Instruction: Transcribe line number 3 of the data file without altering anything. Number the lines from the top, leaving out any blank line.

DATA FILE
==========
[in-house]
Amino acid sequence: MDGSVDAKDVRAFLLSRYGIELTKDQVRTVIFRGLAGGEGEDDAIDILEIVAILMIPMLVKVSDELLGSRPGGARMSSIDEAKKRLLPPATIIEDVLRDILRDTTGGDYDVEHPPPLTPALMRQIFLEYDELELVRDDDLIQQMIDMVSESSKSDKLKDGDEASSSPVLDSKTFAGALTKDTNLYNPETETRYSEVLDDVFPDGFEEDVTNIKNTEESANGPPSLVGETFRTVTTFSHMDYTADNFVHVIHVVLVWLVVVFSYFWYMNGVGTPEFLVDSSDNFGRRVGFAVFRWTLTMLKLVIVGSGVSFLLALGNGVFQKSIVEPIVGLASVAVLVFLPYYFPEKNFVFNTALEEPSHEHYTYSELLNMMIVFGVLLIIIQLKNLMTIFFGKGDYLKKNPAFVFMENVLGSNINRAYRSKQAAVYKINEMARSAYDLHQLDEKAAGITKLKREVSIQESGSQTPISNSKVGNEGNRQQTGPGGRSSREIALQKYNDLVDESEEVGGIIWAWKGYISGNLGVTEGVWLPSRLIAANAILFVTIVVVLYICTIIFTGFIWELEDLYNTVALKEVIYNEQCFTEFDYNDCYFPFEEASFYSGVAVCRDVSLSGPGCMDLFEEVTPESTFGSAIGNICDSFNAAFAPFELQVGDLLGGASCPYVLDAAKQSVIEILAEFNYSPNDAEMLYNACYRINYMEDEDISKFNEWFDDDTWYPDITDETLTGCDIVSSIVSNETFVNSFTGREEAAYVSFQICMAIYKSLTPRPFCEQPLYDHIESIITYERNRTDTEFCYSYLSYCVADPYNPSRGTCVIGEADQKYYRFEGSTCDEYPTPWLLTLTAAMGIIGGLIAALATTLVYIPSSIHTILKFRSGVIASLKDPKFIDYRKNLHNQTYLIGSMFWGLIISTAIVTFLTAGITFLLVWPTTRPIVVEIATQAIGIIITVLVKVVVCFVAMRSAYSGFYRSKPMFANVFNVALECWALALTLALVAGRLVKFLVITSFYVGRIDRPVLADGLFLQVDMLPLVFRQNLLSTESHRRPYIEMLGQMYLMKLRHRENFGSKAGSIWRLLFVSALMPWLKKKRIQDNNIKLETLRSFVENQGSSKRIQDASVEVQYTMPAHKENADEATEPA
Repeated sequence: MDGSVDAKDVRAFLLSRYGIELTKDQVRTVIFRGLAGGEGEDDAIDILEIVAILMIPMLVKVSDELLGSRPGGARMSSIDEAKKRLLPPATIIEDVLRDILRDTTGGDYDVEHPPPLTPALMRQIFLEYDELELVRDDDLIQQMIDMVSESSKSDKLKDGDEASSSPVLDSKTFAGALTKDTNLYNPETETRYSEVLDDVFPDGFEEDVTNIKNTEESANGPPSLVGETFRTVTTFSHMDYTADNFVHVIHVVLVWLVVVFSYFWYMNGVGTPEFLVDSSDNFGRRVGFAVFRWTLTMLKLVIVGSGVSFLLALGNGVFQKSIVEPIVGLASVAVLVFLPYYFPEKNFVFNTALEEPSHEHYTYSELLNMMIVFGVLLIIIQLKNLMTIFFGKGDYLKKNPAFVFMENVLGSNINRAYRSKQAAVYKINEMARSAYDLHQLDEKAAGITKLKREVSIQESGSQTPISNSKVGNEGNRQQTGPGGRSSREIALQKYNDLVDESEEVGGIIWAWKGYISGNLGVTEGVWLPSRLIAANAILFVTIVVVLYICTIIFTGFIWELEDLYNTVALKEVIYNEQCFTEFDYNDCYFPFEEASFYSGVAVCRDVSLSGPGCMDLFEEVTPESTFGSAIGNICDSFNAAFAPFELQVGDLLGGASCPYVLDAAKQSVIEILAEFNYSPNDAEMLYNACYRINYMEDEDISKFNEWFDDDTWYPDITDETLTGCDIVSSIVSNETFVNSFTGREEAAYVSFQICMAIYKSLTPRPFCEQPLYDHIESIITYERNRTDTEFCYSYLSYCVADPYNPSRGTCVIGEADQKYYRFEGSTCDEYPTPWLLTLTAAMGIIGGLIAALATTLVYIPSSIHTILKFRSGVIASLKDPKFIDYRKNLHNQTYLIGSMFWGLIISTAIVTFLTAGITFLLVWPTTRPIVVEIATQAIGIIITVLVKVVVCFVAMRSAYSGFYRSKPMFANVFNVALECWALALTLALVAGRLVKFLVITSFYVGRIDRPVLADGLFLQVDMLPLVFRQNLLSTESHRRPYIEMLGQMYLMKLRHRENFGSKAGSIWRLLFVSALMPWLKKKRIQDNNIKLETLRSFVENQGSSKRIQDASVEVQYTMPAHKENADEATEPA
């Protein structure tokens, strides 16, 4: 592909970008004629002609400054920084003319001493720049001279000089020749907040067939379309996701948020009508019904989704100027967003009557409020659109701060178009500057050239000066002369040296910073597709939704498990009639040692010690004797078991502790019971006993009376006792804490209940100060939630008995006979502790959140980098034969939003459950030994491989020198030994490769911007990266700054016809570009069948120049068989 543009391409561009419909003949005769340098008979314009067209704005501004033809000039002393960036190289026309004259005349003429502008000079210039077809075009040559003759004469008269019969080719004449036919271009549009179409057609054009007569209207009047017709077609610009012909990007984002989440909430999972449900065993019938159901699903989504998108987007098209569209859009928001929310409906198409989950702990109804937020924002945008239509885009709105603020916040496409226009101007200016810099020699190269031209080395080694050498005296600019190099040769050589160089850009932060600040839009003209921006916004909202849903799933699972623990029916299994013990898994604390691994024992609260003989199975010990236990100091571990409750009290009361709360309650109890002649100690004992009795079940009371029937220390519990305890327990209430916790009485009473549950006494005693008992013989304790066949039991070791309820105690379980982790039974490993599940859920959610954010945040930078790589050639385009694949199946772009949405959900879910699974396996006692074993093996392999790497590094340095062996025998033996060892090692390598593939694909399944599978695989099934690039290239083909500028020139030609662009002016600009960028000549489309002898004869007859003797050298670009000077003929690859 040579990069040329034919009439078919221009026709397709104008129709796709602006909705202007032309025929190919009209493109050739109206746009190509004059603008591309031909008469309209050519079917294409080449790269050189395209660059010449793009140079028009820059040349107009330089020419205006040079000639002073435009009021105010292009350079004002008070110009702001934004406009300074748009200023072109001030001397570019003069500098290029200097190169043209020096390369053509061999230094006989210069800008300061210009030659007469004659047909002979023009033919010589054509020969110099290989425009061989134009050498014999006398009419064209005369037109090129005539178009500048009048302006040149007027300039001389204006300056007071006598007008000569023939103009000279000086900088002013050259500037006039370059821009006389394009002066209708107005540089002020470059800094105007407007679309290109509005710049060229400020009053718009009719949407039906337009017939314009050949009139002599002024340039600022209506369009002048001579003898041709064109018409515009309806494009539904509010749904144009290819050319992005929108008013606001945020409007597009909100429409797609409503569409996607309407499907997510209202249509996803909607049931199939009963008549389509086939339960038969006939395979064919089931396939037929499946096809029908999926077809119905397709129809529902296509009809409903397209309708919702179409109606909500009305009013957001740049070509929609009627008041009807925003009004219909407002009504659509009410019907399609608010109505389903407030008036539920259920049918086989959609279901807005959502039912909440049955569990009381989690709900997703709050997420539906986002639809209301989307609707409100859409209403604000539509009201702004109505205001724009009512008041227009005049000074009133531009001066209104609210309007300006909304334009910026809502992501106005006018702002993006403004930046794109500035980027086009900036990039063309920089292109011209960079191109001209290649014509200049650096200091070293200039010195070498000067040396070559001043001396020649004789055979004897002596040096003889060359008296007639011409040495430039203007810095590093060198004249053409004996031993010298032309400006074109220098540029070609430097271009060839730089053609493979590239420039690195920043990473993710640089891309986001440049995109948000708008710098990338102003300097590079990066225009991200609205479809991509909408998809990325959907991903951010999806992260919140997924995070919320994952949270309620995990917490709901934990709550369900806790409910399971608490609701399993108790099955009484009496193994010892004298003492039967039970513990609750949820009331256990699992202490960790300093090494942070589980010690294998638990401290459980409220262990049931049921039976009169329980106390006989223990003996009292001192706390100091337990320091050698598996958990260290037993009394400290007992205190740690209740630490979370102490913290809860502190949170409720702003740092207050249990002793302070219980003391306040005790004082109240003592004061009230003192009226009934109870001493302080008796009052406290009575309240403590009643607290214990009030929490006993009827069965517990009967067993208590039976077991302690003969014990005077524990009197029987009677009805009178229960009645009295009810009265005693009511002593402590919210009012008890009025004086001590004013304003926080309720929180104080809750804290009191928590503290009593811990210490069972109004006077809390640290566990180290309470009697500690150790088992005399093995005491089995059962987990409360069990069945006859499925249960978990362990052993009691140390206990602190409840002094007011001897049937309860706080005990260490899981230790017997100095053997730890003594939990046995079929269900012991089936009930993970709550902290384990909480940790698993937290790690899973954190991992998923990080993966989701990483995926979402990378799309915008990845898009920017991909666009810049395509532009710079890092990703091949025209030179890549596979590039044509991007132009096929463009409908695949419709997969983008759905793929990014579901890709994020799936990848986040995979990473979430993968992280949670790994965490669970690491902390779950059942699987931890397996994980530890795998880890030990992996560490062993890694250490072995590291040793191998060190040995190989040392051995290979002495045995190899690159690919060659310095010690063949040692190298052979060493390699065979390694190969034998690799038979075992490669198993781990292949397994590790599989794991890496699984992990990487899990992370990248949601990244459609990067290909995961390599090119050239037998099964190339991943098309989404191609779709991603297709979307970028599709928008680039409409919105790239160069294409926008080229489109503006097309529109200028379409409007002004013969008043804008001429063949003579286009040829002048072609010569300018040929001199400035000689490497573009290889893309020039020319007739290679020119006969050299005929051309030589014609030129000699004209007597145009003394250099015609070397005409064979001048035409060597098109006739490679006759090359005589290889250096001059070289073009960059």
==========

Repeated sequence: MDGSVDAKDVRAFLLSRYGIELTKDQVRTVIFRGLAGGEGEDDAIDILEIVAILMIPMLVKVSDELLGSRPGGARMSSIDEAKKRLLPPATIIEDVLRDILRDTTGGDYDVEHPPPLTPALMRQIFLEYDELELVRDDDLIQQMIDMVSESSKSDKLKDGDEASSSPVLDSKTFAGALTKDTNLYNPETETRYSEVLDDVFPDGFEEDVTNIKNTEESANGPPSLVGETFRTVTTFSHMDYTADNFVHVIHVVLVWLVVVFSYFWYMNGVGTPEFLVDSSDNFGRRVGFAVFRWTLTMLKLVIVGSGVSFLLALGNGVFQKSIVEPIVGLASVAVLVFLPYYFPEKNFVFNTALEEPSHEHYTYSELLNMMIVFGVLLIIIQLKNLMTIFFGKGDYLKKNPAFVFMENVLGSNINRAYRSKQAAVYKINEMARSAYDLHQLDEKAAGITKLKREVSIQESGSQTPISNSKVGNEGNRQQTGPGGRSSREIALQKYNDLVDESEEVGGIIWAWKGYISGNLGVTEGVWLPSRLIAANAILFVTIVVVLYICTIIFTGFIWELEDLYNTVALKEVIYNEQCFTEFDYNDCYFPFEEASFYSGVAVCRDVSLSGPGCMDLFEEVTPESTFGSAIGNICDSFNAAFAPFELQVGDLLGGASCPYVLDAAKQSVIEILAEFNYSPNDAEMLYNACYRINYMEDEDISKFNEWFDDDTWYPDITDETLTGCDIVSSIVSNETFVNSFTGREEAAYVSFQICMAIYKSLTPRPFCEQPLYDHIESIITYERNRTDTEFCYSYLSYCVADPYNPSRGTCVIGEADQKYYRFEGSTCDEYPTPWLLTLTAAMGIIGGLIAALATTLVYIPSSIHTILKFRSGVIASLKDPKFIDYRKNLHNQTYLIGSMFWGLIISTAIVTFLTAGITFLLVWPTTRPIVVEIATQAIGIIITVLVKVVVCFVAMRSAYSGFYRSKPMFANVFNVALECWALALTLALVAGRLVKFLVITSFYVGRIDRPVLADGLFLQVDMLPLVFRQNLLSTESHRRPYIEMLGQMYLMKLRHRENFGSKAGSIWRLLFVSALMPWLKKKRIQDNNIKLETLRSFVENQGSSKRIQDASVEVQYTMPAHKENADEATEPA